Sunday 9 June. India and Australia, their places almost reserved in the final four of the 2019 World Cup, are trying to settle the pecking order.
The Indian innings is almost at an end. And already, with six balls still left, Australia are going to have to put together the biggest successful World Cup chase to snatch a win. On the books, there is Ireland’s 329 for 7 against England in Bengaluru in 2011; the India score currently stands at 338 for 3, 102 of them off the last nine overs and 22 off the last two.
Doing the continuing damage are Mahendra Singh Dhoni and Virat Kohli.
The camera zooms in. Aussie captain Aaron Finch. His face is the face of Aesop’s bullfrog as he tries to make himself as big as a bull.
Stress! Desahuciado stress!
At 32, Finchie has played over 150 ODIs and T20s for Australia, almost 45 of them as captain. He’s been around long enough to know what he’s up against. He’s not worrying about the sandpaper in Adam Zampa’s pocket, as some internet techie tried to suggest yesterday; his problem is present and immediate.
Mitchell Starc, his number one strike bowler, has just completed his last over. It cost 13 runs. Starkie has over 150 wickets in under 80 ODIs.
And Marcus Stoinis, who has less than 30 wickets in his 30-odd ODIs, has ball in hand, ready to bowl over number 50.
Stress! Desahuciado stress!
Several of the television commentators during yesterday’s game put the blame for the 36-run loss to India on the Australian batsmen. Batsmen were blamed too for England’s 14-run June 3 loss to Pakistan. And West Indies’ June 6 15-run defeat by Australia.
The Aussie batsmen, said the commentators over and over, had ‘left it too late!’ Saurav Ganguly and Michael Slater in particular were very, very sure.
It’s rubbish! The science of TV’s Win Predictor never at any stage gave the Aussies so much as a 25% chance. Neither does the on-the-field evidence of this World Cup so far support their conclusion.
Neither, I am certain, does any of Kohli, Finch and Pakistan’s Safaraz Ahmed.
That unsustainable view fails to take into account the very real effect of scoreboard pressure. And the fact that Kohli, whose record batting in chases is unparalleled, won the toss and opted to put runs on the board. Plenty of them.
That clearly did not give the commentators the pause it should have.
England, with a powerful line-up that bats very deep, love to chase. So winning the toss against Pakistan, they had no hesitation. You have a bat, sahib.
No score, they feel, is beyond their reach. They have hard evidence. In their minds, scoreboard pressure does not exist. Not for them!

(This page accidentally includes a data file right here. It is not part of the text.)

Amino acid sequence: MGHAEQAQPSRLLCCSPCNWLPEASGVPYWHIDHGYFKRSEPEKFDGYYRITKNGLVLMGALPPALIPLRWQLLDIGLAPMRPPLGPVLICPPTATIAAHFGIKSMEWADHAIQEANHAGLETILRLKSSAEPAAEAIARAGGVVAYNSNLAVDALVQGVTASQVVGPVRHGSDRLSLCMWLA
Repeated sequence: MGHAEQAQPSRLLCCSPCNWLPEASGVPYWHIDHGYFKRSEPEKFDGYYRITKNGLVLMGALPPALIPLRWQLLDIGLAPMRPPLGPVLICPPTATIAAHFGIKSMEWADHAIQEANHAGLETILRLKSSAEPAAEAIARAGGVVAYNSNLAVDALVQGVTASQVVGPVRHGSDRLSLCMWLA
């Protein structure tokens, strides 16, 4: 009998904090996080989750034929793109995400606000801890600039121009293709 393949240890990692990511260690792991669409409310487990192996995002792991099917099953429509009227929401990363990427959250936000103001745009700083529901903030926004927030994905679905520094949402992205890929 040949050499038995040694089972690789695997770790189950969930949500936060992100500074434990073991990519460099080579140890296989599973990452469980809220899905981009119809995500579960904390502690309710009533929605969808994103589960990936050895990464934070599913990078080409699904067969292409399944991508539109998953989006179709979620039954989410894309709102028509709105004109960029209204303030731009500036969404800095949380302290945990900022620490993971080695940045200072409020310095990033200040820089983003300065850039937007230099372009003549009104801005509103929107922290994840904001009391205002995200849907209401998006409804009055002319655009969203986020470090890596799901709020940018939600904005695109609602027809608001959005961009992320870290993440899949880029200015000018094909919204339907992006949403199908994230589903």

Safaraz demonstrated that it does exist. Even for England! Having put 348 on the board, he opted to defend the large total, with ring fields and few close catchers. Catch me if you can.
England couldn’t—despite centuries from numbers three and six!
The psyched up West Indies, duly boosted by their brutal demolition of Pakistan in their opener, believed. That timely reminder of the halcyon Fire in Babylon days sufficed.
Winning the toss in the next game, the West Indies skipper had neither doubt nor hesitation. You have a bat, mate.
At 37 for five, Australia were staring down the barrel of a big Babylon gun. A bigger ego got them safely out of the firing line. It belonged not to Steve Smith or to Alex Carey but to Jason Holder.
But that we’ll leave for another day.
Back to India. Their captain has probably scored more runs than anyone else when chasing in an ODI. And definitely the most centuries—all of 21! Rohit Sharma, the India opener, runs him a not-too-close second in the ODI rankings. And also included in the starting XI was Dhoni who, 38 next month, is indisputably among the best finishers the short-format game has seen.
Logically, winning the toss, Kohli should put Australia in. He does not. You have a bat, mate.
Why? The India backroom is everything you want it to be. And Dhoni, with 90 Tests, over 340 ODIs and almost 100 T20s under his belt, has a cricketing brain that is the envy of every captain in the IPL. And countless captains around the world.
Additionally, there is India’s captain’s absolute addiction to winning.
But Slater and Ganguly and company seemingly never ask the question, completely missing the significance of the answer.
The promotion of Hardik Pandya to number four provided another clue. Dhoni’s acceleration skills are unquestioned but they are no longer quite as sharp as those of the 25-year-old new kid on the World Cup block.
And they remain available, if need be, to put a score on the board that daunts even the dauntless Aussies. Their line-up, Kohli is well aware, includes Finch, and the new, revised, re-burnished iterations of David Warner and Smith.
So 353 is 353 already on the board. One or two early slips, every captain is acutely aware, could lead to a slide.
Even before the Indian innings had ended, Finch’s desahuciado face spoke volumes….
Seared into my brain is an image of a desahuciado.
November 19, 1989. The ram-cram Hasely Crawford Stadium. One point needed to qualify for Italy 1990. Gally Cummings’ announcement that T&T cannot lose. Government’s declaration of a November 20 national holiday celebrating imminent qualification.
The USA have scored; they lead 1-0. And we’re into stoppage time.
The camera zooms in on Cummings.
Stress! Desahuciado stress!
Ask your friendly neighbourhood Venezuelan. (S)he will tell you desahuciado refers to a person who’s been evicted from his place of abode. Or one whom doctors have completely given up on, abandoned all hope for.
In short, someone who knows that the game is up.
Like Finchie on Sunday even before he batted.
Or Faf du Plessis after today’s washout.